BAP 2 RED BULL

Topics: Marketing, Red Bull, Energy drink Pages: 83 (16855 words) Published: April 15, 2015
Business Analysis Project Two
Emily Kortlang
Red Bull

Word Count 11,339

1

Contents Page
Aim

4

Introduction

5

Strategic History

6-8

Current Strategy

9-11

Competitive Positioning

13-14

Environmental Analysis
Political
Economical
Social
Technological

16
17
17-20
20

Porters 5 Forces
New Entrants
Competitor Analysis
Suppliers
Buyers
Substitutes

21-22
22-24
24-26
26-28
28-29

Internal Analysis
Product Life Cycle
Value Chain

30
31-36

SWOT Analysis

37-43

Strategic Options

44-49

Chosen Strategy

50-52

Marketing Mix

53-57

Implementation

58-59

Limitations

61-63

Appendices

64-73

References

74-79

Bibliography

79-83

2

The market research results were devastating. The thin
colour of the new drink was totally unappetizing, the sticky mouth feel and taste were deemed ‘disgusting’. And the
concept of ‘stimulates mind and body’ was at best rated
irrelevant. The verdict by the research firm: “No other new product has ever failed this convincingly”

3

Aim
The aim of this report is to produce a viable marketing strategy for Red Bull in order for the company to preserve its current dominant position in the Energy Drinks market but also to pursue any opportunity for growth. An external analysis will be conducted to identify key opportunities and threats which will be supported by insights into Red Bull’s strengths and weaknesses. The fit between strengths and weaknesses and opportunities and threats will provide the basis for the strategic options considered.

4

Introduction

“Energy; Everyone wants more of it and the soft drink industry has created a seemingly endless number of beverages to provide it”(1).
The Energy Drinks market is an exciting, dynamic and innovative segment of the soft drinks industry. However, there has been considerable confusion amongst consumers and retailers over the difference between glucose drinks, energy drinks and sports drinks. This report will focus on the Red Bull which is part of the functional energy drinks market;

The functional drinks market includes those products designed to help: 

Replace lost minerals, sugars, vitamins and fluids after physical or mental exertion



Stimulate concentration or awareness

In less than a decade, the energy drinks category has established itself in almost every possible sales channel in both the on- and off-trade. In terms of volume, energy drinks fall some way behind other soft drinks categories. According to Canadean (2), global consumption per capita in the UK is just 0.4 litres per annum. However, in terms of value per litre energy drinks provide a higher cash margin than any other soft drinks (3). In the forecourt sector, cash sales are amongst the highest with cans of Red Bull outperforming every other single-serve carbonated soft drink, with the exception of Coca-Cola (4). The market for energy drinks in the UK continues to expand and is now the fastest growing segment of the soft drinks industry by value, growing by 20% from 2002 (5) (Appendix 1).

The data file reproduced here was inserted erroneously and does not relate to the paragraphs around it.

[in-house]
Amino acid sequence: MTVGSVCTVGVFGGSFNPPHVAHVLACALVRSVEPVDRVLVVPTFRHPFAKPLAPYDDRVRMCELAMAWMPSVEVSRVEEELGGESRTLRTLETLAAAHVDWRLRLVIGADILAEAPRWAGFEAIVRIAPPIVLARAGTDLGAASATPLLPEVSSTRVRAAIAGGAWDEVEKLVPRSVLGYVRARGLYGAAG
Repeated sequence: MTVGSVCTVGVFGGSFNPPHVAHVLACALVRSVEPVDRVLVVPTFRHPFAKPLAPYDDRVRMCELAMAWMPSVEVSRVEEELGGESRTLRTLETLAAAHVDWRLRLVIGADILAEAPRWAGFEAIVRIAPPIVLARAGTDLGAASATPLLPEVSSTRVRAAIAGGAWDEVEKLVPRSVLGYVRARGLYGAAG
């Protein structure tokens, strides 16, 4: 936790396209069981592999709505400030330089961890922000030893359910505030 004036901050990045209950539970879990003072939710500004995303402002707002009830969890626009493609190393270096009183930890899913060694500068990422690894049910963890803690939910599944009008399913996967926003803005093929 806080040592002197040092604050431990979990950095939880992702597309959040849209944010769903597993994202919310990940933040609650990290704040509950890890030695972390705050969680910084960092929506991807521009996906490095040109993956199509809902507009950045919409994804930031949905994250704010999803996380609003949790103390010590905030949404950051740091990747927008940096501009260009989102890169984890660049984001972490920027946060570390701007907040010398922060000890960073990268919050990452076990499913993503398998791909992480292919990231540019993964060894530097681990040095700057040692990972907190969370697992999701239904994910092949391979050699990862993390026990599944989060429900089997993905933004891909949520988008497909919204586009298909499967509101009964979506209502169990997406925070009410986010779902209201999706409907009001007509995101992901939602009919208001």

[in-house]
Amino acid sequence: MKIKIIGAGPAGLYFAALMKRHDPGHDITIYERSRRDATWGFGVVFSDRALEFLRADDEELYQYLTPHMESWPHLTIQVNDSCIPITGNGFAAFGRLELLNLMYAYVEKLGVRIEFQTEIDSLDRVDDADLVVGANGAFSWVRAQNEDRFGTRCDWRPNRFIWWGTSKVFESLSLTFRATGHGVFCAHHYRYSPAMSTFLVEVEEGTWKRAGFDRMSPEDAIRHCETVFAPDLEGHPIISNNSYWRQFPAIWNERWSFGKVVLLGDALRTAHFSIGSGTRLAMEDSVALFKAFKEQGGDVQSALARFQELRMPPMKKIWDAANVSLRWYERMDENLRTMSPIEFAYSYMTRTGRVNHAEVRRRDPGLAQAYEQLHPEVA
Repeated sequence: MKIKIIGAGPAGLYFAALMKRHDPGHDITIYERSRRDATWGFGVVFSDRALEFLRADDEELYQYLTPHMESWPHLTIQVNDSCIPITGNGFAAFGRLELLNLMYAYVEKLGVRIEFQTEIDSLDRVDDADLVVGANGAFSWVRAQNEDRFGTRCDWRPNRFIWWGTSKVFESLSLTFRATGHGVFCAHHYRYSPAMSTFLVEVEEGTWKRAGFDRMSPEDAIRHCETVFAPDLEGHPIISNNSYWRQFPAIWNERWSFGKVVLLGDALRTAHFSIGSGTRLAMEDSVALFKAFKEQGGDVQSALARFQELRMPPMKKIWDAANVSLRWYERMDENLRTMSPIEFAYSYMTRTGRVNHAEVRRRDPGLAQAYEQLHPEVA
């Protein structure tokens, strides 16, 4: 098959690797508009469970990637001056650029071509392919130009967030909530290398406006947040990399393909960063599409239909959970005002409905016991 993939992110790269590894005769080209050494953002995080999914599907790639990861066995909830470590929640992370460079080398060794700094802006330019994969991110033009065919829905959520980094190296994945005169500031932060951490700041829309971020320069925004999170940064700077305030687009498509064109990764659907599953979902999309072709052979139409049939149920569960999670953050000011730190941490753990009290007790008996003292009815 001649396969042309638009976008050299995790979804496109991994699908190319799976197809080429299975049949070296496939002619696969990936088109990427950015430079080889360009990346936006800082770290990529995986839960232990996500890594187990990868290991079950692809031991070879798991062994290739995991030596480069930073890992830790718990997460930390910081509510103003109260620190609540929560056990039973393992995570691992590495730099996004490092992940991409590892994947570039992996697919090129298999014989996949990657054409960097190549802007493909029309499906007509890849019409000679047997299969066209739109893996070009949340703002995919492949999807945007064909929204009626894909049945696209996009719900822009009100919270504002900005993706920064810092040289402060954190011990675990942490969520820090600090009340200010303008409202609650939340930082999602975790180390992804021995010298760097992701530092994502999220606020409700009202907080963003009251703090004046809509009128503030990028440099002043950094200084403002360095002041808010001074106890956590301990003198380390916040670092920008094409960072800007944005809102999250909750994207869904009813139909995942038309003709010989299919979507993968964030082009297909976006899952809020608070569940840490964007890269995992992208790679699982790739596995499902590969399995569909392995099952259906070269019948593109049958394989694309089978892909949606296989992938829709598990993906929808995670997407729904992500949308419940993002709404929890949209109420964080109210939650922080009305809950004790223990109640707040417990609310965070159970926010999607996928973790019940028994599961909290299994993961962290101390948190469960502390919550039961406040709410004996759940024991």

5

Strategic History

“When he launched Red Bull 15 years ago Dietrich Mateschitz wrote a new chapter in marketing history”(6)

Red Bull is a non-alcoholic drink that contains a number of active ingredients, designed to ‘stimulate body and mind’:


Taurine - acts as a metabolic transmitter and additionally has a detoxifying effect and strengthens cardiac contractility;



Glucuronolactone - accelerates the elimination of both
endogenic and exogenicnoxae (harmful substances);



Caffeine – Red Bull contains 80mg of caffeine the quivilent ot a weak cup of filter coffee.



Vitamins - B-complex vitamins to maintain physical stamina;



Carbohydrates - sucrose and glucose.

Dietrich Mateschitz founded Red Bull in Austria in1984. The company's origins, though, lie in the owner's time spent in Asia. Dietrich came across products...

References: Russo, L. (2004). Sports, Energy Drinks Makers Take On Giants, Beverage
Industry, New York, Vol 95 Iss 9, P18.
Cabadean (2003.) Global Beverage Consumption Manual.
Jobber, D. (2004) Principles and Practices of Marketing, McGraw-Hill.
Hooley, G, Saunders, J, & Piercy, N, (2004). Marketing Strategy and
Competitive Positioning, Third Edition, Prentice Hall: Financial Times.
Hooley, G, Saunders, J, & Piercy, N, (2004). Marketing Strategy and
Competitive Positioning, Third Edition, Prentice Hall: Financial Times.
Johnson, G, Scholes, K, Whittington, R. (2005) Exploring Corporate Strategy;
Text and Cases, Seventh Edition, Prentice Hall.
Jobber, D. (2004) Principles and Practices of Marketing, McGraw-Hill.
37. Czikzentmigalyi, M & Rochber-Halton, E. (1981). The Meaning of Things,
Domestic Symbols and the Self, Cambridge University Press
38. Goode, M. (2001). Consumers and brands: a study of the impact of self-image
congruence on brand preference and satisfaction, Marketing Intelligence and
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